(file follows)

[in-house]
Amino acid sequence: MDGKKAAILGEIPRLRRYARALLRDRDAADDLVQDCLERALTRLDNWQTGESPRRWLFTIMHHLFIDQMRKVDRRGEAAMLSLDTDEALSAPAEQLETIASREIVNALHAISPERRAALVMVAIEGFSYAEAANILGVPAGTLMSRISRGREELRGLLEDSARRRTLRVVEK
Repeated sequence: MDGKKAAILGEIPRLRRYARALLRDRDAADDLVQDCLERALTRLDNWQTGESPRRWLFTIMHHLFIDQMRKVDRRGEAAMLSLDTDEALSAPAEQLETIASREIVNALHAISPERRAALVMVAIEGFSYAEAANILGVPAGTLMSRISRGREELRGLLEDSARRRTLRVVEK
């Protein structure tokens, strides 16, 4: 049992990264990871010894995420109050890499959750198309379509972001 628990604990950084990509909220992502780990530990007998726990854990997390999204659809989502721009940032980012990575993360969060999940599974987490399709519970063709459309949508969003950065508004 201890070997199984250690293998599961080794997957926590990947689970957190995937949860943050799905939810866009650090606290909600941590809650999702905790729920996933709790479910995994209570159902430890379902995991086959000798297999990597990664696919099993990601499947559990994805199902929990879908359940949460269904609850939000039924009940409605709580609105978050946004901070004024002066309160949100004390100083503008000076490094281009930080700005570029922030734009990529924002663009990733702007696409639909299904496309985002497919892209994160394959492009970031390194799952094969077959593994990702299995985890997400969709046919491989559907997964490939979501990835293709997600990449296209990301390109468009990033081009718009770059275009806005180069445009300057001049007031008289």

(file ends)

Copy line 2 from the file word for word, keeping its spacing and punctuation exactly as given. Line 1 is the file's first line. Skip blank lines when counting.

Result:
Amino acid sequence: MDGKKAAILGEIPRLRRYARALLRDRDAADDLVQDCLERALTRLDNWQTGESPRRWLFTIMHHLFIDQMRKVDRRGEAAMLSLDTDEALSAPAEQLETIASREIVNALHAISPERRAALVMVAIEGFSYAEAANILGVPAGTLMSRISRGREELRGLLEDSARRRTLRVVEK